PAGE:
Namaste friends. This post about meditation for beginners is to give you an understanding of the different meditation practices out there. Traditionally or should I say currently, meditation is seen as more of a eastern philosophy. So instead of talking about yoga meditation or Tibetan meditation or Buddhist meditation I will start with secular meditation and Judeo-Christian meditation practices.
So starting with meditation types I’d like to give you a brief overview of Jewish meditation which in fact goes back many thousands of years. Now, whatever your religious background or belief or lack there of you can learn to meditate within whatever religious experience you choose to practice. The great thing about meditation is that you can find simple meditation techniques within any of the major religions and so you do not need to see meditation for beginners as only useful if you have an affinity for eastern philosophy.
You will find that even in the beginning, in Genesis, Isaac is understood to have gone into the fields for what many people believe to be meditative practice (Genesis 24:63) And throughout the Tanach or Hebrew bible there are many references to the prophets using meditative practices as part of their religious faith. In fact, in the Old Testament there are at least 2 Hebrew words used to express what would be considered meditative practices. Meditation for beginners was also encouraged within the Tanach.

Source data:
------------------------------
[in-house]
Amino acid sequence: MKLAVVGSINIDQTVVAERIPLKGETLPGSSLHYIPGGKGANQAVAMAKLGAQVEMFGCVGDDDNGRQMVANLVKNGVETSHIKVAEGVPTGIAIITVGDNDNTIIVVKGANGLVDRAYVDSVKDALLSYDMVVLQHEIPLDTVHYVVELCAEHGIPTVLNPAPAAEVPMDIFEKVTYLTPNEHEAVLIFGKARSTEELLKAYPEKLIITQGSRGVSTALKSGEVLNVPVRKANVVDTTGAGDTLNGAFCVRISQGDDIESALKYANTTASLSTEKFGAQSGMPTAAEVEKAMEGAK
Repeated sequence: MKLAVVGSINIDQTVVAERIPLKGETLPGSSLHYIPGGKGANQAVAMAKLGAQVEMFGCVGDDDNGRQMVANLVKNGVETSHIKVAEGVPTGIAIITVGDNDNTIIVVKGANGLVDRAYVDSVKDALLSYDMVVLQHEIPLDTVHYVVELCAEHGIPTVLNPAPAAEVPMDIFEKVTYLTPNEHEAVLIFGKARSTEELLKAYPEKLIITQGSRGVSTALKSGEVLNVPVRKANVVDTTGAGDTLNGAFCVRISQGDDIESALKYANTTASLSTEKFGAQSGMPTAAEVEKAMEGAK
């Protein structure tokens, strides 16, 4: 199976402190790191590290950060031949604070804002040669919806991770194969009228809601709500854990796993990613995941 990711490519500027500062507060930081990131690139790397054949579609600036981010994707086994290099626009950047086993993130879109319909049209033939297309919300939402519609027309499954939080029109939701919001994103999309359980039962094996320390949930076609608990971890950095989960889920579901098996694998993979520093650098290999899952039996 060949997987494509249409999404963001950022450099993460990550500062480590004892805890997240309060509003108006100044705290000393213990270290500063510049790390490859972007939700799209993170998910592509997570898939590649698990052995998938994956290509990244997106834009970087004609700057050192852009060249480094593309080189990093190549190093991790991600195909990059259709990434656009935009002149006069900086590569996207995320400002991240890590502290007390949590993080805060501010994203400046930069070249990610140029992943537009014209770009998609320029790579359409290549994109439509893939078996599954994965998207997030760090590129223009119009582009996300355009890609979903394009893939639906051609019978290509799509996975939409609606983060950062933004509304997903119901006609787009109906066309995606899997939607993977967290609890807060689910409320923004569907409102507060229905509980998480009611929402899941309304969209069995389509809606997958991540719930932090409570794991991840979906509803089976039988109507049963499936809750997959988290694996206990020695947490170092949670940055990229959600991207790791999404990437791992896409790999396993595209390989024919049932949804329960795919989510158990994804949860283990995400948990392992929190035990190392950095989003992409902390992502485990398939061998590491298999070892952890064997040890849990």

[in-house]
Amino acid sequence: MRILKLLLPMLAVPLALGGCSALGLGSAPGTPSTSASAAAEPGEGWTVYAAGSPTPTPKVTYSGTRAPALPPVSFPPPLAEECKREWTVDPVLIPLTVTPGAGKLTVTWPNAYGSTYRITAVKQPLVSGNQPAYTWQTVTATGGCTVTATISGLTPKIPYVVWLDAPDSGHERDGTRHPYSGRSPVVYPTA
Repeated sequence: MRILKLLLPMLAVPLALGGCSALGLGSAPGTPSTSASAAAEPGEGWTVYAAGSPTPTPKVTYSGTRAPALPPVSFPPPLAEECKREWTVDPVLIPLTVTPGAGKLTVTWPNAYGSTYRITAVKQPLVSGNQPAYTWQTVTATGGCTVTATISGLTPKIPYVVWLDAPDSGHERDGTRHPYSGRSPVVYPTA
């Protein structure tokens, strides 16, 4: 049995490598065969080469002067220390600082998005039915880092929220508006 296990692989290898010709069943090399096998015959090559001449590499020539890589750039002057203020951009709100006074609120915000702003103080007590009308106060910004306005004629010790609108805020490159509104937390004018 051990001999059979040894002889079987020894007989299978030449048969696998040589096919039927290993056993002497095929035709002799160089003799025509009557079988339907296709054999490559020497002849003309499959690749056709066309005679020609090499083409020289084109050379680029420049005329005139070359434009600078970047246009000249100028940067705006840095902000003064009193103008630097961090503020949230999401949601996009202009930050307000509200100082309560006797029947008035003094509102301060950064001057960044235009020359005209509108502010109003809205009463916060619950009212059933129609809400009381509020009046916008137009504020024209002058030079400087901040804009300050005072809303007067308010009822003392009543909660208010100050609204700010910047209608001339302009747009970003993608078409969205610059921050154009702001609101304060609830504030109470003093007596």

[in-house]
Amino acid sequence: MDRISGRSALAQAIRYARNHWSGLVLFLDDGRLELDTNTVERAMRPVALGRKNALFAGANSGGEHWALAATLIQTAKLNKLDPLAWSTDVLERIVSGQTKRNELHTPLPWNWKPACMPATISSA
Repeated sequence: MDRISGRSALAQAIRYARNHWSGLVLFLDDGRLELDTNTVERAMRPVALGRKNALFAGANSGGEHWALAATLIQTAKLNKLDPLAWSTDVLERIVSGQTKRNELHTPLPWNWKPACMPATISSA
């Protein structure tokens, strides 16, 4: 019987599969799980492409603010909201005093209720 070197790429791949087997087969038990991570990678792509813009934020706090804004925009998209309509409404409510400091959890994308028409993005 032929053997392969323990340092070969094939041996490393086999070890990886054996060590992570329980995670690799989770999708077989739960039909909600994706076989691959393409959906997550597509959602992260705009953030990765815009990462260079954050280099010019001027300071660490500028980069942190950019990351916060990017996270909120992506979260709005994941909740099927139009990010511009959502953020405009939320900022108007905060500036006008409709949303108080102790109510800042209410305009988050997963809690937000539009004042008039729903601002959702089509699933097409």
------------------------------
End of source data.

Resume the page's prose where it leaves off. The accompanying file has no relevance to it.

Perhaps most famously the meditation for beginners and the meditation guide for Jews is through Kabbalah. Kabbalah is by its very nature a meditative practice with the goal of the Kabbalist to join with the creator or divine.
In Christianity there is a long tradition of meditation for beginners and other forms of meditative practices. Many religions not just Christianity use healing meditations and mantra meditation to obtain a deeper spiritual understanding of their religious faith.
In Catholicism, the rosary and Adoration of the Eucharist is seen as a profoundly meditative practice where the focus is on a single object. These are easy meditation for beginners approaches that can be used for the layperson. Deeper and more profound meditation techniques are found in the monastic life.
Also among the Quakers has been the unspoken silent prayer or meditation where the focus is on the inner light of Christ or listening for that small, still voice within. This is perhaps the crux of all meditation for beginners, the awaiting of that moment of silence where we touch with the divine for even the briefest moment.
Next time we’ll start talking a little about new age meditation and eastern meditation practices and simple meditation that anyone can start incorporating into their daily routines. I’ll also talk about some tips to make meditation for beginners an easier practice than you might imagine.